Consider reading this well-written and insightful summation of the career of Hak-Ju Lee if you are interested in the fall of a top prospect from grace. Be aware though, if you click on the link, you are put on an FBI Replicant Watchlist for replicants, as only a cold, unfeeling robot would desire to read such a tragic tale in his spare time.
Did Chris Archer allow an early run on a Kyle Schwarber home run to set the stage for a possible no-hitter performance? And did he do it to cover up his involvement in Hak-Ju Lee’s disappearance? Only time will tell.
And it’s been enough time. That’s a solid yes.
Sleeper agent heroes
With all of these ironclad evidence stacked against the Rays, it seems highly unlikely that the Rays would have any chance of escaping this game with anything less than a perfect game. Right?
You neglected to remember the Truest Extra 2% of them all: MASSIVE AMOUNTS OF SLEEPER AGENTS STATIONED AT VARIOUS LOCATIONS ALL AROUND BASEBALL
The use of sleeper agents by the Rays has been well-documented. Carl Crawford (whose nickname, let’s not forget, is The Perfect Storm) most famously whiffed a relatively easy sliding catch on September 28, 2011. Nolan Reimold scored from second base to sink the Red Sox 4-3, and the Rays responded minutes later with a walk-off win over the Yankees to reach the postseason and eject the Red Sox from the Wild Card.
What you don’t know—because you couldn’t possibly have the same level of working knowledge that I do—is that the Rays station sleeper agents all over the MLB, waiting to be activated. Addison Russell is one such sleeper agent. While the Rays were being no-hit, the Rays front office activated the chip implanted deep within Russell’s brain that makes him airmail balls thrown to first base. Russell’s E6 put Steven Souza Jr. on second with one out, giving the Rays a scoring opportunity. Unfortunately, Maddon’s “rolling signs” rendered the Rays offense mute, and they came up short again.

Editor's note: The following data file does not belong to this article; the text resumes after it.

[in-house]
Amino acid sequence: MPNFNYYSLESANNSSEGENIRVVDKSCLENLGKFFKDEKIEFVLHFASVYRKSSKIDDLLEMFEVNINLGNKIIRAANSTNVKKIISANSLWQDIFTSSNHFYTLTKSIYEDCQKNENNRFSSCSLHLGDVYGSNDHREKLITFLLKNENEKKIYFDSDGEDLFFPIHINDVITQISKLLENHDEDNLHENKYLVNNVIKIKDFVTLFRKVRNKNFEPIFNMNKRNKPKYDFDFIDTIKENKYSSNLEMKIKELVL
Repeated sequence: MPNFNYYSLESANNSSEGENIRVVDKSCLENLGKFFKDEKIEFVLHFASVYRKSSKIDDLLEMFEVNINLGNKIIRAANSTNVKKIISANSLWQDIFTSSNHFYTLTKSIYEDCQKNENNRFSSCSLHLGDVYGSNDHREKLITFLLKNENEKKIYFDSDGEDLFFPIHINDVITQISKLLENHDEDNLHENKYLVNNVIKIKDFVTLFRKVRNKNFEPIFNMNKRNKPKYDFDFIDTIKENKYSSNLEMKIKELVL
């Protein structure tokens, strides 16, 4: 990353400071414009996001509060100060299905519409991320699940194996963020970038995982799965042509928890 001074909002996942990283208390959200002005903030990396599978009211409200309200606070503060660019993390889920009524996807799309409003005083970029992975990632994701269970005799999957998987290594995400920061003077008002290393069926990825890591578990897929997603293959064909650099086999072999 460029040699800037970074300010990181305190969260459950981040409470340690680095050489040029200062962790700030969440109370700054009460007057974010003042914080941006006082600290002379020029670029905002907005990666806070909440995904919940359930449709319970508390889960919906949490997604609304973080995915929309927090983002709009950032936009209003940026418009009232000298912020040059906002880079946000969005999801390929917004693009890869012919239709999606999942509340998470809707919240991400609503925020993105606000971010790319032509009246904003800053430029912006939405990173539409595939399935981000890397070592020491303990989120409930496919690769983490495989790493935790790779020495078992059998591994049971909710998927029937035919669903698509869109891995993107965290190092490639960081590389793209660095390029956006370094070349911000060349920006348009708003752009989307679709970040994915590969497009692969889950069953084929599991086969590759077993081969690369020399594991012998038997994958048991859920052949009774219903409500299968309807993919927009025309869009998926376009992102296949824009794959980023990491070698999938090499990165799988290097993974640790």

But here is the Rays’ most incredible trick of all. Russell was not the only sleeper agent on the Cubs team. In fact, he wasn’t even the only sleeper agent in the Cubs’ starting lineup this night. Yes, the most important agent for the Rays tonight was:
It is a bold move to allow your own double agent to nearly pitch a shutout against you due to your inability to steal signs thanks to highly advanced sign-changing techniques by your former skipper, all while your own starting pitcher is secretly plotting to allow the no-hitter to draw attention away from his involvement in Hak-Ju-Lee’s catastrophic knee injury.
But a home run by Brad Miller to break it up seems way less likely.
The Rays Manchurian-Candidate’d Montgomery for only one at bat, but it was all they needed to break up the no-hitter. The Rays would just have to wait until tomorrow to get no-hit.
And honestly, with name like “Montgomery,” you know he’s still working with the Rays.
At this point, a win (or another hit) wouldn’t even be necessary. The Rays proved their point: they can get at least one hit without stealing signs successfully, or at all. Why bother get any more?
So they didn’t.
The Rays were nearly no-hit by Mike Montgomery and the Chicago Cubs, but instead they triumphantly enacted their master plan: getting a hit at a time that the Cubs did not want them to get a hit.
It was not, in fact, a late-September poor offensive showing by a disappointing team that failed to live up to its potential, but instead a convoluted yet calculated conspiracy involving sleeper agents, secret identities, and sign stealing.
The Rays play another game tomorrow. Since Jon Lester isn’t a sleeper agent, though, the Rays will probably get no-hit.